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Expert commentary and analysis on global agriculture and food.
The Global Food and Agriculture Program aims to inform the development of US policy on global agricultural development and food security by raising awareness and providing resources, information, and policy analysis to the US Administration, Congress, and interested experts and organizations.
The Global Food and Agriculture Program is housed within the Chicago Council on Global Affairs, an independent, nonpartisan organization that provides insight – and influences the public discourse – on critical global issues. The Council on Global Affairs convenes leading global voices and conducts independent research to bring clarity and offer solutions to challenges and opportunities across the globe. The Council is committed to engaging the public and raising global awareness of issues that transcend borders and transform how people, business, and governments engage the world.
Support for the Global Food and Agriculture Program is generously provided by the Bill & Melinda Gates Foundation.
1,000 Days Blog, 1,000 Days
Africa Can End Poverty, World Bank
Bread Blog, Bread for the World
Can We Feed the World Blog, Agriculture for Impact
Concern Blogs, Concern Worldwide
Institute Insights, Bread for the World Institute
End Poverty in South Asia, World Bank
Global Development Blog, Center for Global Development
The Global Food Banking Network
Harvest 2050, Global Harvest Initiative
The Hunger and Undernutrition Blog, Humanitas Global Development
International Food Policy Research Institute News, IFPRI
International Maize and Wheat Improvement Center Blog, CIMMYT
ONE Blog, ONE Campaign
One Acre Fund Blog, One Acre Fund
Overseas Development Institute Blog, Overseas Development Institute
Oxfam America Blog, Oxfam America
Preventing Postharvest Loss, ADM Institute
Sense & Sustainability Blog, Sense & Sustainability
WFP USA Blog, World Food Program USA
Today, almost 1 billion people are hungry. By 2050, world population will top 9 billion, only increasing the demand for food, fuel, and natural resources and straining our ability – and the planet’s ability – to feed and nourish all.
Our national discourse is driven by a few topical issues with the occasional political scandal sprinkled in. With the economic recovery, immigration reform and the IRS controversy dominating today’s conversation, it’s no surprise that a monumental issue like food security gets lost in the shuffle.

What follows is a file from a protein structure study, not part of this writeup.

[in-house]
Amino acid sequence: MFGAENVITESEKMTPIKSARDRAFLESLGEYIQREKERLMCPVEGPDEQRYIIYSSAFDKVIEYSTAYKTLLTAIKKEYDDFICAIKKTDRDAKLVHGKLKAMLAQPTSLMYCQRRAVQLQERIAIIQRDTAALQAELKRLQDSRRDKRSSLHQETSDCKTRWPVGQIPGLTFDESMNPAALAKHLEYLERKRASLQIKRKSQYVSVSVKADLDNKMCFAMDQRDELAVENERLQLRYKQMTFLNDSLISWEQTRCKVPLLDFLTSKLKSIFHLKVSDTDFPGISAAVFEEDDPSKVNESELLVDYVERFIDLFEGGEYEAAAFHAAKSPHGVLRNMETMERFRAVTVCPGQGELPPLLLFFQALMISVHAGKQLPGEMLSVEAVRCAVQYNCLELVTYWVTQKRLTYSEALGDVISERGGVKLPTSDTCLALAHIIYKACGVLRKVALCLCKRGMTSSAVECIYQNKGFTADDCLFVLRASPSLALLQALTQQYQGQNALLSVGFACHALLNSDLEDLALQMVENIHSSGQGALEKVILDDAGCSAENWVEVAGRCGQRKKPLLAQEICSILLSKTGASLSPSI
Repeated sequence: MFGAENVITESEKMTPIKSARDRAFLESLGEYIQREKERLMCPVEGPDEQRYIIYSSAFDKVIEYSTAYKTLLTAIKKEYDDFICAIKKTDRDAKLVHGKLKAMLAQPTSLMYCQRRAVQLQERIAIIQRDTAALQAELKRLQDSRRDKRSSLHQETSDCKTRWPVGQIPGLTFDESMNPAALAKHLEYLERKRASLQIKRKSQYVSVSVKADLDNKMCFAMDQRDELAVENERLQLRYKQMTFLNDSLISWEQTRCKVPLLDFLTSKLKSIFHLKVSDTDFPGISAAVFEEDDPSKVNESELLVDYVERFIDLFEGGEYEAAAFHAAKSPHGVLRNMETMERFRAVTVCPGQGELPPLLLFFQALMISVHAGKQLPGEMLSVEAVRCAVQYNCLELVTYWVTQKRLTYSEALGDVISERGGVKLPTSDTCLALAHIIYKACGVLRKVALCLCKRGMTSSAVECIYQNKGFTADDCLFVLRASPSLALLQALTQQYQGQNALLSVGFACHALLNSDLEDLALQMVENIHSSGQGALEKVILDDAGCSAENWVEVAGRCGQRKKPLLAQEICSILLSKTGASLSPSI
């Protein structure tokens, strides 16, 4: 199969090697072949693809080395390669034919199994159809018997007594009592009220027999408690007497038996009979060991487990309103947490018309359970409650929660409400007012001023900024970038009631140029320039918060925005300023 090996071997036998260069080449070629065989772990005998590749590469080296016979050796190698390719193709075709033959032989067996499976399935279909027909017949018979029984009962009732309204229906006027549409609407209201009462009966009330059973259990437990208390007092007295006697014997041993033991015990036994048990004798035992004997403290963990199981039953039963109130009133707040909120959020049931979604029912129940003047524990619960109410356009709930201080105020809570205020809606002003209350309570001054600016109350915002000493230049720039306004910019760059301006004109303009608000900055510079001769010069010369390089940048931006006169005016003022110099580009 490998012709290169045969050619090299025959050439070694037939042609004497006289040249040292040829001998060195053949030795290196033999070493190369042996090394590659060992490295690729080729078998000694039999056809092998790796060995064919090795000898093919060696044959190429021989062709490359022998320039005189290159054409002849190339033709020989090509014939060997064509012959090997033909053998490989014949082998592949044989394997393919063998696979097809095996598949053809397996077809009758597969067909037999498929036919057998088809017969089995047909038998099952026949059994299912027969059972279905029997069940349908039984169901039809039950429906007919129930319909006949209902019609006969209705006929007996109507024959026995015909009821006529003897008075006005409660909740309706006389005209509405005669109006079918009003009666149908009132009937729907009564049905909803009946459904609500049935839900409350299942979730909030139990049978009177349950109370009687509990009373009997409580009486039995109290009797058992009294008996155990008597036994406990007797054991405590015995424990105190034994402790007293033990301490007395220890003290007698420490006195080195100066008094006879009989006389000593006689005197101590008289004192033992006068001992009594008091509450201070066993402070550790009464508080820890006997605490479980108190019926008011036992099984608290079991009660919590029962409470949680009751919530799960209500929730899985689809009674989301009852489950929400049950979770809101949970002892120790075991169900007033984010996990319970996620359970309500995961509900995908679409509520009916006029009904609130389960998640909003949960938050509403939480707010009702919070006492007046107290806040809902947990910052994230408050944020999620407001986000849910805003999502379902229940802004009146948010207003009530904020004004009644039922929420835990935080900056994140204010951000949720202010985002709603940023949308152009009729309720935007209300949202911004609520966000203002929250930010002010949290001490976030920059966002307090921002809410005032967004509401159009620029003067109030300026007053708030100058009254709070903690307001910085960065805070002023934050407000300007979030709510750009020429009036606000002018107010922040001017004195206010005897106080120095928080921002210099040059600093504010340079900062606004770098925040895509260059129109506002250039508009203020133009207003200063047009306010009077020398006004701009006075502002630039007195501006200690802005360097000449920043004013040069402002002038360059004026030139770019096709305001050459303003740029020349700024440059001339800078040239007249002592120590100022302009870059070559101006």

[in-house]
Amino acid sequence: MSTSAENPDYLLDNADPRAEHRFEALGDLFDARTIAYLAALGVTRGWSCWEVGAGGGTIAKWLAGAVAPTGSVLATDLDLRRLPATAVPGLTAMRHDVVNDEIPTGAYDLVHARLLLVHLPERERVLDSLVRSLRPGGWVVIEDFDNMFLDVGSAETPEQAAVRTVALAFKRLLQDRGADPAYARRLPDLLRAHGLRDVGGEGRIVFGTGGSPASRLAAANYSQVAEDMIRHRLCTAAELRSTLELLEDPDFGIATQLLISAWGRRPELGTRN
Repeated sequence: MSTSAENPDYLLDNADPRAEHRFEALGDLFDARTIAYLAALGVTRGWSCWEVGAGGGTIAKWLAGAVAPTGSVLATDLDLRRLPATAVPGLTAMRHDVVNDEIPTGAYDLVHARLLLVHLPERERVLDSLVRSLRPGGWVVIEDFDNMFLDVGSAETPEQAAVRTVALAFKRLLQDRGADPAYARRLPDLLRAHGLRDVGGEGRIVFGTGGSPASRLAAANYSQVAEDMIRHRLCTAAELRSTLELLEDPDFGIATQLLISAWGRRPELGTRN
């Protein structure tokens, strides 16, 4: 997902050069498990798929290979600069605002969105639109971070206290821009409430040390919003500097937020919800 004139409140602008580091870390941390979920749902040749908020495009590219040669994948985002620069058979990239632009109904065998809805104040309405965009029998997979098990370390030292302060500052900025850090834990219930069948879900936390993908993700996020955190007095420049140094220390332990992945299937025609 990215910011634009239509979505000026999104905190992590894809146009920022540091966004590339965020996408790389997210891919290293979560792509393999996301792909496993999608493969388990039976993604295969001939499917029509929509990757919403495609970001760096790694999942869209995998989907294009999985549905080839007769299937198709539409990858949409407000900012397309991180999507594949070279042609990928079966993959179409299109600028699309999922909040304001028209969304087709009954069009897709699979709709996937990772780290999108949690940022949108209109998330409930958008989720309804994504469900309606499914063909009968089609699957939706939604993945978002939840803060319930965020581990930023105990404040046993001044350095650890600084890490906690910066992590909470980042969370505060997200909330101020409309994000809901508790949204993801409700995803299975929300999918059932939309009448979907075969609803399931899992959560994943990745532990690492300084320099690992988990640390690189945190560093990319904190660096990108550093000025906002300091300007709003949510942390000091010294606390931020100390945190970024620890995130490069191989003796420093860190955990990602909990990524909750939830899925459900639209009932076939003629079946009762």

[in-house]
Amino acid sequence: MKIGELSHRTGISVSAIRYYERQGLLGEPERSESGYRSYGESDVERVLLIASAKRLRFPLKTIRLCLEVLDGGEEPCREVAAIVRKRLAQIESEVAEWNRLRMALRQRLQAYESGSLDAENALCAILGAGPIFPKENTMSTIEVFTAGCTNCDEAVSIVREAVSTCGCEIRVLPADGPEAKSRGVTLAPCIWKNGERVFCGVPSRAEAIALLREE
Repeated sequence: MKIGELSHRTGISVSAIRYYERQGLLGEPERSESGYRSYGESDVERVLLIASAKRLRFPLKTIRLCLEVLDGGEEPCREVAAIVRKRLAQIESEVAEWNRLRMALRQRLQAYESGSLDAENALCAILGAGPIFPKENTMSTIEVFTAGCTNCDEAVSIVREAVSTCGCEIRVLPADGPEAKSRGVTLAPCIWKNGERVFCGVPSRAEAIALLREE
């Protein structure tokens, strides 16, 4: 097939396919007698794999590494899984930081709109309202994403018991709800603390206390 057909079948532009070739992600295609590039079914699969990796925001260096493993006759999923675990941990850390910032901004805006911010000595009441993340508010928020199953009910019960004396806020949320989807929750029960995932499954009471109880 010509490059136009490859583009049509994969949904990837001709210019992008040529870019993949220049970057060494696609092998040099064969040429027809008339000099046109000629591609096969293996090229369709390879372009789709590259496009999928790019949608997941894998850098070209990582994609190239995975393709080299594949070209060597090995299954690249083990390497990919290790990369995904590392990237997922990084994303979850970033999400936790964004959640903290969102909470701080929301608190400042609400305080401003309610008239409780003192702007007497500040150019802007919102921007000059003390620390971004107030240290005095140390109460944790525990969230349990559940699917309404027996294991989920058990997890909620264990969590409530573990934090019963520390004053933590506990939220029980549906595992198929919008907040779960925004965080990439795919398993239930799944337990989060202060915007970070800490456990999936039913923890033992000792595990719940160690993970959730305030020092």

In the first year classroom of Shemena Godo Primary School, in Boricha, Ethiopia, three dozen children study the alphabet. On a black chalkboard, teacher Chome Muse highlights the letter B and writes the combination with each vowel. Ba, be, bi, bo, bu.
Check out the Global Food Security Edition news brief.
Many of us want global trade to be more environmentally friendly, fairer to workers in developing countries and committed to preserving our cultural differences.
Tom Vilsack, secretary of the U.S. Department of Agriculture painted a complex, challenging, but also hopeful landscape of the food and agriculture policy of the United States.
Agriculture and free trade agreements provide an important platform for increased engagement and cooperation across borders.
Handling the Heat: Climate Change’s Impact on Agriculture
Dr. Helene Gayle has served in global health and development for much of her life. Yet, she began her keynote address by noting that she has learned more about nutrition since leaving the medical profession, than while she was a practicing physician.
We face dual challenges in food security: We need to get food to the people who need it today and grow more for the people who will need it tomorrow. Open, well-functioning markets can help.
In my role as Chairman of the world’s largest nutrition, health and wellness company, I know that changing the global food security agenda will take time, require a clear understanding of all the dimensions of the challenge – as well as the linkages between them. And it will also require an equally clear understanding of where targets may be conflicting.
At the Initiative for Global Development, we believe business-led development will have the greatest socio-economic impact and be the most sustainable over time, since, by making products and services accessible to those in frontier markets, poverty will be reduced based on economic growth, not development assistance only.
As the 21st century world sees rapid population growth, it faces the dual challenge of feeding the growing population and alleviating poverty.
The most memorable question was posed to Dr. Lindiwe Majele Sibanda: “How should agri-research be adopted to aid smallholder farmers?”
Earlier this week, I attended the Chicago Council’s Symposium on Agriculture and Food Security, and for the second year in a row heard from experts in the fight against hunger.